To complete the package I used 2x liPo 2600mAh batteries hooked in parallel through a UBEC to give a constant and clean 5v for the LED’s and controller.

The costume is designed by Sean Bradley, who also molded the sword parts out of PET Plastic and Resin. DragonCon photos were provided by Brian Humphrey.

(more…)

An ultrasonic eye for the visually impaired – #ArduinoMicroMonday

Monday, January 13th, 2014

netra

Dhavalis  lives in Surat (India) and grew up watching Sci-Fi and Super Hero Movies which made him believe that technology can overcome human weaknesses.  He wrote us to share Netra (it  means “eye” in Sanskrit), a project done during his second year of undergraduate engineering studies:

Netra is an eye for visually impaired, a device based on Echolocation principle. It uses Arduino Micro, Ultrasonic sensor and vibrating motor. Vibration of the motor increases with decrease in distance and vibration decreases with increase in distance between device and object in front. Build this device for people suffering from Retinitis Pigmentosa Disorder.

Take a look at the schematic and the code on his website.

Netra

 

 

Simple Arduino Micro GPS Clock Project #ArduinoMicroMonday

Monday, January 6th, 2014

GPS Arduino Micro

Today we start a series of posts in collaboration with Adafruit and focused on Arduino Micro –  every monday follow the hashtag #ArduinoMicroMonday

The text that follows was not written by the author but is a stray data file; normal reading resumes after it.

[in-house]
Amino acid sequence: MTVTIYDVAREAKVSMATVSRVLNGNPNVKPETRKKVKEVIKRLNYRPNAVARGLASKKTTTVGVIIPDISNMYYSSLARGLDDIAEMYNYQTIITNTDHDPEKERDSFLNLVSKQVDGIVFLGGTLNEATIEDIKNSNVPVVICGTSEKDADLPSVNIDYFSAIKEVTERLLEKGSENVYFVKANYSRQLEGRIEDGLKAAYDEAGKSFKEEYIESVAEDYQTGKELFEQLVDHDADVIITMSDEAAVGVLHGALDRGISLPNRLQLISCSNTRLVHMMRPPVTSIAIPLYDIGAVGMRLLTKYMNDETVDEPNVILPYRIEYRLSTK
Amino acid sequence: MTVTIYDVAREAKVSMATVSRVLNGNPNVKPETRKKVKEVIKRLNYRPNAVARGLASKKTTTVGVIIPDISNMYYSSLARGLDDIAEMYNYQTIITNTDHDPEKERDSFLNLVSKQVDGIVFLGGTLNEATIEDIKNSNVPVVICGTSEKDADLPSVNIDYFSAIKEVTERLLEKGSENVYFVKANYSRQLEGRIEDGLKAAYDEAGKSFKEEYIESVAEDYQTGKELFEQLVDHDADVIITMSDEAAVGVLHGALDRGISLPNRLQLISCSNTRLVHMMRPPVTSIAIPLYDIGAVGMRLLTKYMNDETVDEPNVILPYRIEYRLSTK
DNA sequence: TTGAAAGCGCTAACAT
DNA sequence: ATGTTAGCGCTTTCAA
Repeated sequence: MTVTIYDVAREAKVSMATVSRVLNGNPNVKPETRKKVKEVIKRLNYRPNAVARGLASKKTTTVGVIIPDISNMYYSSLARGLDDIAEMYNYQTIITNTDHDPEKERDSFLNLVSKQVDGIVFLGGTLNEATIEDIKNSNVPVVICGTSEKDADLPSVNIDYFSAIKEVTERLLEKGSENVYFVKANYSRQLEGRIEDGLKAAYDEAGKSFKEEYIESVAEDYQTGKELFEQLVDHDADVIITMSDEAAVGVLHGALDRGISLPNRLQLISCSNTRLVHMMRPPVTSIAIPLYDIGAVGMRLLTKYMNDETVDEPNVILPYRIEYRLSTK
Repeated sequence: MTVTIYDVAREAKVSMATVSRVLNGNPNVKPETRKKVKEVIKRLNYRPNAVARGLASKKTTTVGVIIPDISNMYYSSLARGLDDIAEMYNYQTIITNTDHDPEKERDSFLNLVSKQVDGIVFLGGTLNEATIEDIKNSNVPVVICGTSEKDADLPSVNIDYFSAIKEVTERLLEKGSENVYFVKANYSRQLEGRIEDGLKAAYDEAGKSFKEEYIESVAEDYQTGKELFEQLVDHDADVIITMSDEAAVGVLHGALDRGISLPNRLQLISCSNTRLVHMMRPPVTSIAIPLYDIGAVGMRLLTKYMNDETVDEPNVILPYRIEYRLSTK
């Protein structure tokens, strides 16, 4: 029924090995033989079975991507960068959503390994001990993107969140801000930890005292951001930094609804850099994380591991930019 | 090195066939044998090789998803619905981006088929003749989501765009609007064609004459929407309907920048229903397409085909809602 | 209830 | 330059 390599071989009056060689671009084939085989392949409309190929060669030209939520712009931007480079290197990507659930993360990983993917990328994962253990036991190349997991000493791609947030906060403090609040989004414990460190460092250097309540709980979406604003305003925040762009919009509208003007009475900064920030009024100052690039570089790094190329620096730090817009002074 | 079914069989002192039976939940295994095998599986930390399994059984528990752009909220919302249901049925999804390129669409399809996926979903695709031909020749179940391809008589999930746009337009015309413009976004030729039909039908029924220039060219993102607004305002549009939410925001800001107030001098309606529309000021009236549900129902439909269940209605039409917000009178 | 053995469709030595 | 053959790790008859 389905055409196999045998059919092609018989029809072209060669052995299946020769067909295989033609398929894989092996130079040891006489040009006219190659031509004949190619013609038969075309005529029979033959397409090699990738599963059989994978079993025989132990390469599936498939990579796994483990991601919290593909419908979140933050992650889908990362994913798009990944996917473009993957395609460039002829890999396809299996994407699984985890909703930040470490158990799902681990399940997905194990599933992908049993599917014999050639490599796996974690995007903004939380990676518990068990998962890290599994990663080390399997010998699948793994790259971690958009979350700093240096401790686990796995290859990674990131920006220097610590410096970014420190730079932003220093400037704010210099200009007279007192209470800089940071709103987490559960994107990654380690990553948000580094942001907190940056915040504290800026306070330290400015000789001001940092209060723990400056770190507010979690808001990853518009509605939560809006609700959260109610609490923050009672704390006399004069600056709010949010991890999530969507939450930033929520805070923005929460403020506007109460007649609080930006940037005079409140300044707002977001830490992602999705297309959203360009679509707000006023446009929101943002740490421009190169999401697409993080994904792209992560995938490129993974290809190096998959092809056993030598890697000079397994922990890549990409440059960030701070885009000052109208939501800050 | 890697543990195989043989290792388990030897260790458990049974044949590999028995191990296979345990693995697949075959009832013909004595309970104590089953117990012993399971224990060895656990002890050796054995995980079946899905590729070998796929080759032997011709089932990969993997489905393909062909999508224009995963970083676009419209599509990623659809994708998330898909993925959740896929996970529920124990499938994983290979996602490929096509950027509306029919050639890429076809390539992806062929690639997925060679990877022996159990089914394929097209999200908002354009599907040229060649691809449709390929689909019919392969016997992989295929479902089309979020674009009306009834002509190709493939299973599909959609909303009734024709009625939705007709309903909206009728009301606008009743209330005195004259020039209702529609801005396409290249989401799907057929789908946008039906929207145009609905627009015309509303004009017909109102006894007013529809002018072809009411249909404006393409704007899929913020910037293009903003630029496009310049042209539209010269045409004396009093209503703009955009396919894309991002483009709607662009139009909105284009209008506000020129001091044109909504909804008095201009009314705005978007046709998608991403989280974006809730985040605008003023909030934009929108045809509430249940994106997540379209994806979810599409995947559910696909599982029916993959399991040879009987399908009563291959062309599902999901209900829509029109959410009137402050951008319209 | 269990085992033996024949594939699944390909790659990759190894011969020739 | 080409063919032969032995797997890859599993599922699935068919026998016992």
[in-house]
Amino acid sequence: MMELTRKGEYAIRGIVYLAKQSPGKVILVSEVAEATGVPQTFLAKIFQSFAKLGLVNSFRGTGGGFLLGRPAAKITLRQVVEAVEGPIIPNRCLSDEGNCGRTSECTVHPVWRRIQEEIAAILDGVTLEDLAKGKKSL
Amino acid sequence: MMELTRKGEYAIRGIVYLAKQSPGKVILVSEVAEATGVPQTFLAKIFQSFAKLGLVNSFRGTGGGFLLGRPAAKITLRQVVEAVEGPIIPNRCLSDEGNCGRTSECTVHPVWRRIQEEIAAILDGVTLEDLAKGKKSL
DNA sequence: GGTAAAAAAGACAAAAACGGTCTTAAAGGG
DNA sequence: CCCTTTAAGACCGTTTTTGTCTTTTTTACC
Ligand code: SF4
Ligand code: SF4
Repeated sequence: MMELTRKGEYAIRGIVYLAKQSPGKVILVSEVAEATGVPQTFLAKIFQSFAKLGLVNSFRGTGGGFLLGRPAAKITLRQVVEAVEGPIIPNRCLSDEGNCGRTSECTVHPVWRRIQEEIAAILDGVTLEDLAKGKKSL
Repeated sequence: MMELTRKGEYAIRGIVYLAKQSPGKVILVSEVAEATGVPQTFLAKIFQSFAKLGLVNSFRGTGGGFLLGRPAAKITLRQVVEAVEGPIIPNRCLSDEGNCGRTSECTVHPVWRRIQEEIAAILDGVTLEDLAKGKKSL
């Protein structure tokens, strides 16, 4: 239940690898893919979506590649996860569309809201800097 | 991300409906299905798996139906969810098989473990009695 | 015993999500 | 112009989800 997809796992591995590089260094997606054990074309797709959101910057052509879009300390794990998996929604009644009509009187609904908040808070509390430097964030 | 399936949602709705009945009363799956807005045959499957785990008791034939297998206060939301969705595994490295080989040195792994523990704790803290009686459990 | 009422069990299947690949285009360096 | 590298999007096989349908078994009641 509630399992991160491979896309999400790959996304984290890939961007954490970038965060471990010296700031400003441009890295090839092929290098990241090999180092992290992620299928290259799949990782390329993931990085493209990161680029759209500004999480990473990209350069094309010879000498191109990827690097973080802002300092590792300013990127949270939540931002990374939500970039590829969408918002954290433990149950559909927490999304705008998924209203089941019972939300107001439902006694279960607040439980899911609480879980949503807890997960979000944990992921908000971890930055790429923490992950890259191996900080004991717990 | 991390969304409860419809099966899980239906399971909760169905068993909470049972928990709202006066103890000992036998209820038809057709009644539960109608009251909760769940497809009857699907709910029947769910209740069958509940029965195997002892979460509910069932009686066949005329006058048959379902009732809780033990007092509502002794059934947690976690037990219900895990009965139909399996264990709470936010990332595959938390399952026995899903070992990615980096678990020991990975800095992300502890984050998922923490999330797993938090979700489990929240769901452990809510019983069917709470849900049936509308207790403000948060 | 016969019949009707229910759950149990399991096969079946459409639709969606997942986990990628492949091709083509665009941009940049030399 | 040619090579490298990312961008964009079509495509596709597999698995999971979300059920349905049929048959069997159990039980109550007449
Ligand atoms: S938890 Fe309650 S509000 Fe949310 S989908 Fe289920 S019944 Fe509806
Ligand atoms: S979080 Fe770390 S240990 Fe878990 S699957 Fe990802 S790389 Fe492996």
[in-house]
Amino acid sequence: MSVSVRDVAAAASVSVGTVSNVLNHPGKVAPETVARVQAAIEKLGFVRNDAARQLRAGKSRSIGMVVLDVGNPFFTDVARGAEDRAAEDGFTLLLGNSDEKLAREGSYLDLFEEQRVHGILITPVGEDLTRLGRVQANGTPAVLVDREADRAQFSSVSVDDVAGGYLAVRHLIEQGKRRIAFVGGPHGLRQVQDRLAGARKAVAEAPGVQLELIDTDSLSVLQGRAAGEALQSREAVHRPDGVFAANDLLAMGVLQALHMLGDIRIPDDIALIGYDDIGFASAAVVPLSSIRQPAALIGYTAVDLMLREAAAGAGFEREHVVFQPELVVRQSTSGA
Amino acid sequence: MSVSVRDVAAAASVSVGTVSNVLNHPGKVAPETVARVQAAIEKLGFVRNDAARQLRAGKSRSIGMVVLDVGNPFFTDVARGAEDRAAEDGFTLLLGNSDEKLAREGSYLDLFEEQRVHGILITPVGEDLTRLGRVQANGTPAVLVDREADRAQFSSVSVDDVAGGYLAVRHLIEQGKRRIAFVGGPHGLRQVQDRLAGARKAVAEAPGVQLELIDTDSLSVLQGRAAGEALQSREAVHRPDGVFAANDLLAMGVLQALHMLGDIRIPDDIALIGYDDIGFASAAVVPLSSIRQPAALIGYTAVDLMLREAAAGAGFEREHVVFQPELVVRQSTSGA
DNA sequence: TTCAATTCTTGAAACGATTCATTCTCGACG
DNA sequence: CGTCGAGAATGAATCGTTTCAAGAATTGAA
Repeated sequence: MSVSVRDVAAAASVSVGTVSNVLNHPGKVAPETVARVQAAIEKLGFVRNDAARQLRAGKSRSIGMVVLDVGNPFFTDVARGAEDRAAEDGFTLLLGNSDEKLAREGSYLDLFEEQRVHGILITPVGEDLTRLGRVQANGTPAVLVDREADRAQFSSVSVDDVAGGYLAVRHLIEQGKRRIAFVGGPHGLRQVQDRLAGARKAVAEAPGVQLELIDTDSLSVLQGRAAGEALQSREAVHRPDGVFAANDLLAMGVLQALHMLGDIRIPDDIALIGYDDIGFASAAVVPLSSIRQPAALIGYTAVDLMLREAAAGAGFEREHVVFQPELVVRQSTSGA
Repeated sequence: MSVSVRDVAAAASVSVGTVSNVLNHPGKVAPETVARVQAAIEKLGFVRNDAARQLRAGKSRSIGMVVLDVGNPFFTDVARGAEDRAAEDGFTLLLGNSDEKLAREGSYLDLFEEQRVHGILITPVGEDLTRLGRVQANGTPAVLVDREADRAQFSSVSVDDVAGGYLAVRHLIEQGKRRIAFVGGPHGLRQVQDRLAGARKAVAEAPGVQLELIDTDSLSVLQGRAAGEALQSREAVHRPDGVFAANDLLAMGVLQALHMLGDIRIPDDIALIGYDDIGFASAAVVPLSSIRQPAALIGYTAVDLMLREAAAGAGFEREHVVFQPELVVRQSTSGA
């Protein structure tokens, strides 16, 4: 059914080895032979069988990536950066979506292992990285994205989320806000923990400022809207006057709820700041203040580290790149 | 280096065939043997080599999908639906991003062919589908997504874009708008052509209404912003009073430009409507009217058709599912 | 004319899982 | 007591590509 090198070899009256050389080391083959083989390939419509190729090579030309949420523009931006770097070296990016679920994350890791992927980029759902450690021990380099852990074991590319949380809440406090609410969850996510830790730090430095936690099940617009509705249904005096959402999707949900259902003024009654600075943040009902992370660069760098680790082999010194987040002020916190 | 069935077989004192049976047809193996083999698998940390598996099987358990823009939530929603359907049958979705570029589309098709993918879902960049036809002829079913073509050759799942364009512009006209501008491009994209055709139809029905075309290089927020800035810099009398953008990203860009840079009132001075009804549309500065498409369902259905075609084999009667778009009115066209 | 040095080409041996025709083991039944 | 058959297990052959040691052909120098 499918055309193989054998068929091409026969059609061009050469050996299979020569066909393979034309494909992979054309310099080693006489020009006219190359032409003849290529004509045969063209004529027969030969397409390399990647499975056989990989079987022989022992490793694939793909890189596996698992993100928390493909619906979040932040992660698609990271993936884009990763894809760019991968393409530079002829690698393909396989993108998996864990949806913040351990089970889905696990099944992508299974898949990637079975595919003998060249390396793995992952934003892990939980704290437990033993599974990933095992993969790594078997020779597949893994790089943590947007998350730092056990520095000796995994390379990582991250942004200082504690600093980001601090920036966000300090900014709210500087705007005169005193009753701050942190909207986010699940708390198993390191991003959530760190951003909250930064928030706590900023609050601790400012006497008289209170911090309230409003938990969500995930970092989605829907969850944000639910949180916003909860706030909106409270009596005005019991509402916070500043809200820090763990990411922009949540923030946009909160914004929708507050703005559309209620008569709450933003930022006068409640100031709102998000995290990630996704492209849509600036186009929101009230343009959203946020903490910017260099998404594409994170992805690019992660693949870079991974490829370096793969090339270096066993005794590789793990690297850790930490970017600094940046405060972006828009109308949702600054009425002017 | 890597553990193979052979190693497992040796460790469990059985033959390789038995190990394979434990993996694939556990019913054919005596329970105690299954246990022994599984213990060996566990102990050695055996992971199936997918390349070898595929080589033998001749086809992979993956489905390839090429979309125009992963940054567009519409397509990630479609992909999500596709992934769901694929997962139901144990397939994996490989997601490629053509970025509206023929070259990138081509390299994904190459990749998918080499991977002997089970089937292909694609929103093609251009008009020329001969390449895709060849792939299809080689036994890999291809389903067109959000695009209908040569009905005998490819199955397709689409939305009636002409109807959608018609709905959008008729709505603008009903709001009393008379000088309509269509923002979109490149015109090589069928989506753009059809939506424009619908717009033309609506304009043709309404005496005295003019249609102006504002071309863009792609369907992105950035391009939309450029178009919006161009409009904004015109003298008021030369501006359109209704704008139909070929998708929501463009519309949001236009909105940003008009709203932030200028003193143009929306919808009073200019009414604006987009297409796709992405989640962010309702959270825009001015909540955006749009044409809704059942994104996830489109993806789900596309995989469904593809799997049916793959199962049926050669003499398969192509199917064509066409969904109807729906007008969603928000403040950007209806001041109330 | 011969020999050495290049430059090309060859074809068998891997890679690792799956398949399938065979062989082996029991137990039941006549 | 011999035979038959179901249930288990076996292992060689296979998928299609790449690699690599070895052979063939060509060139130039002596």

————

Jay put together a nice little video of a GPS clock he built using an Arduino Micro, an Adafruit Ultimate GPS module, and an Adafruit 4-Digit 7-Segment LED Display.

I’ve posted a new video of the small GPS clock project I have been working on this past week.  It’s pretty easy to do, and only needs soldering on the GPS and LED units.  You can mount everything to a breadboard, so you don’t need to commit the parts to the project permanently.

Check the video below and his post:

Arduino Micro in collaboration with Adafruit
Arduino Micro board – Based on the technology behind the Leonardo board, its main feature is the very small size.

The Arduino Micro packs all of the power of the Arduino Leonardo in a 48mm x 18mm module (1.9? x 0.7?).

It makes it easier for makers to embed the Arduino technology inside their projects by providing a small and convenient module that can be either used on a breadboard or soldered to a custom designed PCB.

The Micro has been developed in collaboration with Adafruit Industries, one of the leaders of the Maker movement. Adafruit is already developing a series of accessories for the new board that will complement its power and simplicity.